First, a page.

Below The Tipoff on the South Kaibab
Stepping out of the cabin after the drama on the South Kaibab the day before, this is what I saw. The Sun’s rays angle up from the desert horizon and clip the South Rim at 7,000 feet, while the sky reflects a unique soft glow into the Canyon a mile below. There isn’t a “golden hour” in the Canyon like the ones I enjoy at the beach, but magic reigns all the same. I was sore. The drama on The Kaibab made that a fait accompli, but I was able to loosen up by going for a morning hike on the Canyon floor. I came to know this place in the solitary spirit of exploration that morning, and fell in love. As the novel makes clear, the Canyon floor and I were destined to be star-crossed.
Day Two, Phantom Ranch: 7:30 AM… 15 Degrees Fahrenheit… January 29th 2014
Views from the Canyon floor around Phantom Ranch evoke Mary Colter’s christening of this place. If you don’t believe in ghosts when you arrive, you will after exploring the environs of Phantom Ranch. The combination of temperature extremes, exhaustion, and freaky vistas, cause rock formations to transmogrify into Jungian archetypes… a toxic brew of apparitions conjured from primordial memory.
There’s nothing soft or lengthy about the Canyon floor’s “golden hour.” It’s saturated and momentary. In the Canyon, these oncoming moments leave as quickly as they come. It is rare fortune to encounter them with a camera and lens capable of doing the scene minimal justice. The Canyon merits the exquisite skill of a sensitive professional with the right gear. I was not even an “enthusiast” in spite of my ludicrous boast in the chapter, “My Dinner with Jeff.” I wasn’t even a rank amateur. A hobbyist, maybe. A babe in the woods, certainly. The barenaked truth is I was damn lucky to get what I got.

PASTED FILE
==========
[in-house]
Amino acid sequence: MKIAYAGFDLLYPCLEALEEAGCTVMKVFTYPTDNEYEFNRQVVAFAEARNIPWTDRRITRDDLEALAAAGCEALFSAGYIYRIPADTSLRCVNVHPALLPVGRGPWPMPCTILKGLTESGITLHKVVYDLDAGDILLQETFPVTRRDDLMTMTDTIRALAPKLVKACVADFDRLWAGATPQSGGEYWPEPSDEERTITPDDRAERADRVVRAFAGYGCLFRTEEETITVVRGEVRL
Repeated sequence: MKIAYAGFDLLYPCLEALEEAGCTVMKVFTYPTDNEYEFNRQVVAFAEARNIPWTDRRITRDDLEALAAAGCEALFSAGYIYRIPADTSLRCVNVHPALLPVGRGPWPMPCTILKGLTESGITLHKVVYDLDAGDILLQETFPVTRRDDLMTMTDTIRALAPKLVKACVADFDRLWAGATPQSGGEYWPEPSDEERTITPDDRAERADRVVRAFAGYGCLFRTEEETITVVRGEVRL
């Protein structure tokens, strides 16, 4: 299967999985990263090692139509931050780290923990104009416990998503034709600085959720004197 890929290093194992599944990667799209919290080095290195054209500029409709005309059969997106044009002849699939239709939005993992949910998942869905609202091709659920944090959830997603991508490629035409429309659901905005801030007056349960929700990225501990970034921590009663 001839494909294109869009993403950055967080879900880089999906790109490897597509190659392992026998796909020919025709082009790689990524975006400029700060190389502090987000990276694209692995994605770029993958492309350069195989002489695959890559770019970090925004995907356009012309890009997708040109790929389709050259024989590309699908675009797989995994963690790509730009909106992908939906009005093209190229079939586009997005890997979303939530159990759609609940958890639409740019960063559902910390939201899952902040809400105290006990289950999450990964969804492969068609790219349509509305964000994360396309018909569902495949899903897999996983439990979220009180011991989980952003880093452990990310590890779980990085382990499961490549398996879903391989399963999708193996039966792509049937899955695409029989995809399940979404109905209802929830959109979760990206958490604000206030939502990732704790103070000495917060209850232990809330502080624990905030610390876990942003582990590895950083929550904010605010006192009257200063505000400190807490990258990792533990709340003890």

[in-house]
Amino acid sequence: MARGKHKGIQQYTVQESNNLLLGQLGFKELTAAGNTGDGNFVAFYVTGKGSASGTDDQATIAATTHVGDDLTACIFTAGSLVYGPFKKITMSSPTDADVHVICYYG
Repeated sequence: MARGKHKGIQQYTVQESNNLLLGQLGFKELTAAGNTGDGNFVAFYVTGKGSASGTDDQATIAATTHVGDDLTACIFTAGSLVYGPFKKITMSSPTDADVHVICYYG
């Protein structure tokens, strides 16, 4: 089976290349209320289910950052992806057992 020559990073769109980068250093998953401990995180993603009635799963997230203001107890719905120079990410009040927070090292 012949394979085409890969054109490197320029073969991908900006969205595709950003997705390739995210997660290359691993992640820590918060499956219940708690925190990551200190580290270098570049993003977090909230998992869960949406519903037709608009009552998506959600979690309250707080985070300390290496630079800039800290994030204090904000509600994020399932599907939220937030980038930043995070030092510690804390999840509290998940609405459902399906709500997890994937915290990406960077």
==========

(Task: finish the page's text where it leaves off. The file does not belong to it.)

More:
The Canyon Floor, morning, January 29th 2014
Hiking the Canyon floor that morning, I recalled our discussion of the ancient Pueblo and was reminded of my walks through Manhattan over the years. Yes, Manhattan. It’s one of my favorite places to explore and every bit as other-worldly as this. Like the Pueblo, Manhattanites see nothing of the world beyond The Rim. When they peer out of their world, they see only sky. The sense of nothing beyond, creates a feeling of self-contained-ness, a not-knowing-ness, of the world outside their world. But for some comes the wonder of what may lie beyond, on the other side of the sky. For those who leave, plumbing the depths of return becomes an insurmountable summit. Pueblos eventually left the Canyon. People eventually leave Manhattan. Children eventually leave their parents. And humans are on the cusp of leaving Earth. To leave, seems to be our destiny. The story in the book is about return.
Early morning hike on the Canyon floor near Phantom Ranch… Day Two of our odyssey
The most photographed formation in Grand Canyon changes throughout the day reflecting the color of oncoming moments in the natural world.
From the Canyon floor near Phantom Ranch, morning. Professional landscape photographers shun blue sky as “uninteresting.” I shun their approach due to being unprofessional. Software has become indispensable for correcting system aberrations and settings errors. My expertise begins and ends with Lightroom’s AI Auto-correct. Commercial grade landscape photography is a product of arcane camera settings followed by digital painting where clouds magically appear. The final product bares little resemblance to the moment, but it’s the standard process now. I took the opposite approach. Fine art landscape photography requires discipline, skill, stamina, execution, and the right gear. I was deficient in every category, and spent my time trying to keep from falling while shooting Buena Vista with a Nikon D5100 — a decent camera which did not make me feel conspicuously out of my league. Ditto the ancient Sigma 50mm prime lens. Shooting the Canyon properly is not practical for the unfunded non-professional. Training for the art is substantial, then after getting in shape for hiking you’ll discover the trails are remote, dangerous, and inhospitable. Death waits patiently around every bend. My rule of thumb? From your twenties-on, each decade halves the distance you can hike in Grand Canyon. By the time you reach your fifties, your hiking should be confined to the Rim Trail with the other tourists, and then if and only if you are in tip-top physical condition, with zero health problems.
Chaos compression in 50mm from the Canyon Floor near the Bright Angel Trail.
From The River Trail along the Colorado leaving Phantom Ranch. Love those clouds.